THE HAGUE, Netherlands – 20 January 2020 – The Government of France is contributing USD 1M toward supporting the activities of the Trust Fund for Syria Missions at the Organisation for the Prohibition of Chemical Weapons (OPCW), which includes the work of the Declaration Assessment Team (DAT), the Fact-Finding Mission (FFM), and the Investigation and Identification Team (IIT).
The Fund supports the Organisation’s special missions and contingency operations related specifically to the Syrian Arab Republic. The French contribution aims to equip the OPCW with the means to maintain its professional and impartial standards in addressing the threat from chemical weapons use.
The voluntary contribution was announced in November 2019, when the French Minister of Europe and Foreign Affairs, H.E. Mr Jean-Yves Le Drian, visited the OPCW. It was formalised with an agreement signed on 20 January by the Director-General of the OPCW, H.E. Mr Fernando Arias, and the Permanent Representative of France to the OPCW, H.E. Ambassador Luis Vassy, at the Organisation’s headquarters in The Hague.
The Director-General expressed his gratitude for France’s unwavering support, and remarked: “France has long been a central partner in the global disarmament regime and a determined supporter of the Chemical Weapons Convention. This kind of resolve is as vital as ever to ensuring that the OPCW can fulfil its mandate.”
Ambassador Vassy emphasised France’s continuous commitment to supporting the implementation of the Chemical Weapons Convention and further advances in the eradication of chemical weapons. He stated: “France stands by the OPCW since the beginning of the Syrian chemical crisis in 2013, through its political and financial support. This voluntary contribution illustrates once more our commitment to putting an end to the use of chemical weapons in Syria by throwing light on Syria’s initial declaration as well as on the allegations of use and on the identification of the perpetrators of such attacks. France reiterates its confidence in the OPCW’s professional, impartial and independent work.”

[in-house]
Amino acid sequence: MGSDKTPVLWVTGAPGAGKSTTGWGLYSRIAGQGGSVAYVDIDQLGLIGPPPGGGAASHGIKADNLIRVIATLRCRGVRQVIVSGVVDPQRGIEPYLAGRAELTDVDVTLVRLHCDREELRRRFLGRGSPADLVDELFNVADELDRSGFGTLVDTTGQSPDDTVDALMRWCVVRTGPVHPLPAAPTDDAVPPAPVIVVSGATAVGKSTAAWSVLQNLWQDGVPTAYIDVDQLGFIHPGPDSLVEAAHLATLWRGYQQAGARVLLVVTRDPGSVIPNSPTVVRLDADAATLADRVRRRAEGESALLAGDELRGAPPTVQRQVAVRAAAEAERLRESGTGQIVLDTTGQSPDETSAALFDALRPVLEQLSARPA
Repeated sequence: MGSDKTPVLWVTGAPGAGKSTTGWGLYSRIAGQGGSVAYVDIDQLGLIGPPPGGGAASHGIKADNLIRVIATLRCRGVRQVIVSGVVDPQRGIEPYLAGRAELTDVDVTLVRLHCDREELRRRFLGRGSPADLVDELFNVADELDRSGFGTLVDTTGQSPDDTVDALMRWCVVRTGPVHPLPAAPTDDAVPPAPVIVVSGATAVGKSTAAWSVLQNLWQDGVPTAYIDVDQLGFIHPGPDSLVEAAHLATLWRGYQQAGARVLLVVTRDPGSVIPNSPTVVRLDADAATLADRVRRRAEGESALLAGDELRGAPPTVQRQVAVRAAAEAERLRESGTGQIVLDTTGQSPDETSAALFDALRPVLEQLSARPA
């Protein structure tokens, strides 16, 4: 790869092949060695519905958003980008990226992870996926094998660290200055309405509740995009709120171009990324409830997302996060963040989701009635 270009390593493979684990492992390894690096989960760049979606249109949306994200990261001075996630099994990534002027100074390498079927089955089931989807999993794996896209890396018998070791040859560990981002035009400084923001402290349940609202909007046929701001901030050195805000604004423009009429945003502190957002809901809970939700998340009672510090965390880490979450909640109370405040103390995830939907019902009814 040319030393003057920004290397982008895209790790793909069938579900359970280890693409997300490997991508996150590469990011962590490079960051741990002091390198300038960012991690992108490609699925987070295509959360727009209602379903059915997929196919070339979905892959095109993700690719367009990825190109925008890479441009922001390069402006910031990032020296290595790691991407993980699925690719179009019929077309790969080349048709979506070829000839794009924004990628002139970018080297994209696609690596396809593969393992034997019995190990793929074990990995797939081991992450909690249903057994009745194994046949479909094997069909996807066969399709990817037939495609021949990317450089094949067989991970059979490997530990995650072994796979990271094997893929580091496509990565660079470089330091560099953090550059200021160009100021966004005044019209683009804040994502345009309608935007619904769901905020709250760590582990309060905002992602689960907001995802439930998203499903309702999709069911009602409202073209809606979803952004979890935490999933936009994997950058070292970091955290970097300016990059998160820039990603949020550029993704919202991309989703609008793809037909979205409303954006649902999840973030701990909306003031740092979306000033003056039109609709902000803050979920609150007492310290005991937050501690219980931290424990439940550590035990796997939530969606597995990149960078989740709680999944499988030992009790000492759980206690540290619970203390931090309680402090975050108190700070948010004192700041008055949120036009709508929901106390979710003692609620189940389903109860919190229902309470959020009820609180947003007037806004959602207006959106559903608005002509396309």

France has been an active member of the OPCW since the Chemical Weapons Convention entered into force in 1997. France is a member of the Executive Council, the OPCW’s executive organ, which is charged with promoting the effective implementation of and compliance with the Chemical Weapons Convention as well as supervising the activities of the Organisation’s Technical Secretariat.
The Investigation and Identification Team (IIT) is mandated to identify the perpetrators of the use of chemical weapons in the Syrian Arab Republic. The IIT was launched following a decision adopted by the Conference of the States Parties to the CWC at its Fourth Special Session held in June 2018.
The OPCW Fact Finding Mission was set up in 2014 in response to persistent allegations of chemical weapon attacks in Syria, with the task to establish facts surrounding allegations of the use of toxic chemicals, reportedly chlorine, for hostile purposes.
Established in the same year, the Declaration Assessment Team engages the relevant Syrian authorities to resolve the identified gaps, inconsistencies and discrepancies in the Syrian declaration.
As the implementing body for the Chemical Weapons Convention, the OPCW, with its 193 Member States, oversees the global endeavour to permanently eliminate chemical weapons. Since the Convention’s entry into force in 1997, it is the most successful disarmament treaty eliminating an entire class of weapons of mass destruction.
Over 97% of all chemical weapon stockpiles declared by possessor States have been destroyed under OPCW verification. For its extensive efforts in eliminating chemical weapons, the OPCW received the 2013 Nobel Peace Prize.